White Bluebells or Blue Bluebells

Spring is the only season left for me to produce a video from Lower Lliw Reservoir. I am hoping that now that the bluebells are coming out in our garden, there may also be some showing themselves at the reservoir.

I wonder if they will be white bluebells or blue bluebells?

Photos were taken on my iPhone 5c.

Bluebells WhiteBluebells Blue

 

 

At the Mouth of the River

The mouth of the River Lliw is near Loughor on the Loughor Estuary in South Wales. Its width is obviously significantly greater here than at its source and as a consequence, the children of Felindre Primary School could only estimate the width and the depth.

The flow rate of the river could still be measured and this was done by throwing a piece of orange peel into the water and timing it between two points on the river bank. This and much more information will be included in the teaching and learning resource that I will be helping to produce as a part of the Clear Streams project managed by Swansea’s Countryside Connections team.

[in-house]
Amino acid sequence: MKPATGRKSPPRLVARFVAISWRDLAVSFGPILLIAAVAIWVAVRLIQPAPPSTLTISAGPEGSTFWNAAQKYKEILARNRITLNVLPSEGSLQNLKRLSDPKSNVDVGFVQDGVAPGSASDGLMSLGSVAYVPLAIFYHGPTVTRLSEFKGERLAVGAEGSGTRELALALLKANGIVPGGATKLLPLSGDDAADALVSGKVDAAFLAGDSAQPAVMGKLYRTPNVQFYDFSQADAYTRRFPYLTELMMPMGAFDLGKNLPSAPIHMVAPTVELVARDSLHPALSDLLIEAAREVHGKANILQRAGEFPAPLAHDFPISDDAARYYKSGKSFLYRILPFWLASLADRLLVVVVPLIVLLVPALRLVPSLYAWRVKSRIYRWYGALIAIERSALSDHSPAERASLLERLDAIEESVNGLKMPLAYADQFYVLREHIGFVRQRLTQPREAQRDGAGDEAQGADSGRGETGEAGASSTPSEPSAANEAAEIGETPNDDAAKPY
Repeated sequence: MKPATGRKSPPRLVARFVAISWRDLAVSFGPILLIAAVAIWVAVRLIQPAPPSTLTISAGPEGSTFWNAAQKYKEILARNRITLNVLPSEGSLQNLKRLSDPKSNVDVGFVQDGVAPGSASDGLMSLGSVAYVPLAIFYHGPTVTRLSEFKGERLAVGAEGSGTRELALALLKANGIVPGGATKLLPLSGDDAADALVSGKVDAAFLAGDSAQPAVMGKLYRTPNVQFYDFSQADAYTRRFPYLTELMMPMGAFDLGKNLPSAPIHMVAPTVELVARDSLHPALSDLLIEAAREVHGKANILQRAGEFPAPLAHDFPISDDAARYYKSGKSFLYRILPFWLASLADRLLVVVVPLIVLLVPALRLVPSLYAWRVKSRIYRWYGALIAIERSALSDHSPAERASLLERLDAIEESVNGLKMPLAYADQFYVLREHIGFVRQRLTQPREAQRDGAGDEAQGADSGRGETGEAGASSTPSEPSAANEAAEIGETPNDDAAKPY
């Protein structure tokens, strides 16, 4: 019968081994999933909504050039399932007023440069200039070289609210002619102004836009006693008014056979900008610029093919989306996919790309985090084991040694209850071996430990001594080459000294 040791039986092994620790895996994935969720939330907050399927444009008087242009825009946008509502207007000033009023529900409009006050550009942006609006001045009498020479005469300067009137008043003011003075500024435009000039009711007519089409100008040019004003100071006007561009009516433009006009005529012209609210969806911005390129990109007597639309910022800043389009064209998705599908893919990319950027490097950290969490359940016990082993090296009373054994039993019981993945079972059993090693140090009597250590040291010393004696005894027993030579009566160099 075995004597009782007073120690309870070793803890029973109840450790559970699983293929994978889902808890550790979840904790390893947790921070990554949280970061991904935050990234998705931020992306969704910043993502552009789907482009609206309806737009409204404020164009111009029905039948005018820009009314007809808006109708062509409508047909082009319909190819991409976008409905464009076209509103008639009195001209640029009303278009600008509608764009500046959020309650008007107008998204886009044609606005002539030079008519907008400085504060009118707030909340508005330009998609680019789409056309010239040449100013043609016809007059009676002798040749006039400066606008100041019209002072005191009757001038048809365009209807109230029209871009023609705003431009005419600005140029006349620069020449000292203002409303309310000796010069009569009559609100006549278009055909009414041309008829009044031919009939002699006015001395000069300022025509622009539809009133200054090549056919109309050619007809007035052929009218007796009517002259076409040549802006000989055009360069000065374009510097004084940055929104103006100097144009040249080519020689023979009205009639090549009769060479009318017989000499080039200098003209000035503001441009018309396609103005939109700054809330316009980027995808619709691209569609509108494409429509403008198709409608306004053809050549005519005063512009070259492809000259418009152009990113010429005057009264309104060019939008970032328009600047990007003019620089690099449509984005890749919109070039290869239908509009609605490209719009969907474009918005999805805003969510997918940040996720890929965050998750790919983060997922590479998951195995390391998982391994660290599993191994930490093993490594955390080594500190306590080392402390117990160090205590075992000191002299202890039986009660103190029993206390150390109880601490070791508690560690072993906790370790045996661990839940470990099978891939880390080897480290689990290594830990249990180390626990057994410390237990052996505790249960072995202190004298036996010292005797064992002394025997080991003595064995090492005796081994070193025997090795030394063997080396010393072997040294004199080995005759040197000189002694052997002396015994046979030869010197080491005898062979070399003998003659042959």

Measuring the flow

River Lliw at Loughor Estuary

Mouth of River Lliw

Light on Water

It is worth keeping our rivers and streams clean if only for the beautiful effects of sunlight falling on clear water.

The reasoning for the Clear Streams project goes much further than that of course. However, it is still important in my mind, that those taking part in the project appreciate these visual aspects as well as developing their understanding of the environmental aspects.

The orange in the second image was not left in the River Lliw. It was being used as a device for measuring the rate of flow of the river at this second stage through Felindre on its way to the river mouth at Loughor.

Light on Water

Orange in Water

Looking for the Source

The source of the River Lliw is situated up in the hills of the Mawr ward in Swansea, South Wales.

The Clear Streams project being managed by Swansea’s Countryside Connections Team helps people to better understand the responsibility we have towards maintaining the cleanliness of rivers and what we can do maintain them. The project, which I am documenting, is taking school children from four primary schools out to explore the River Lliw from source to mouth. The aim for my part in the project, is to produce a teaching and learning resource for future use by schools and communities.